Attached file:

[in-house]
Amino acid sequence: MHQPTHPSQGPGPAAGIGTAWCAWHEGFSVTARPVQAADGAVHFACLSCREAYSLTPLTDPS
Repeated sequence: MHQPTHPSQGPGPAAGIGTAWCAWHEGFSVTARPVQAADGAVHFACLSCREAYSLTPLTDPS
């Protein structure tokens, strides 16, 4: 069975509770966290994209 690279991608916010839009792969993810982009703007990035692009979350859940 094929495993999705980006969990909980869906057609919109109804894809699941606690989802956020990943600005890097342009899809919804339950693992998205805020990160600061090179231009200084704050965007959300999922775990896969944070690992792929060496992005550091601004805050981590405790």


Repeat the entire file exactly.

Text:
[in-house]
Amino acid sequence: MHQPTHPSQGPGPAAGIGTAWCAWHEGFSVTARPVQAADGAVHFACLSCREAYSLTPLTDPS
Repeated sequence: MHQPTHPSQGPGPAAGIGTAWCAWHEGFSVTARPVQAADGAVHFACLSCREAYSLTPLTDPS
């Protein structure tokens, strides 16, 4: 069975509770966290994209 690279991608916010839009792969993810982009703007990035692009979350859940 094929495993999705980006969990909980869906057609919109109804894809699941606690989802956020990943600005890097342009899809919804339950693992998205805020990160600061090179231009200084704050965007959300999922775990896969944070690992792929060496992005550091601004805050981590405790």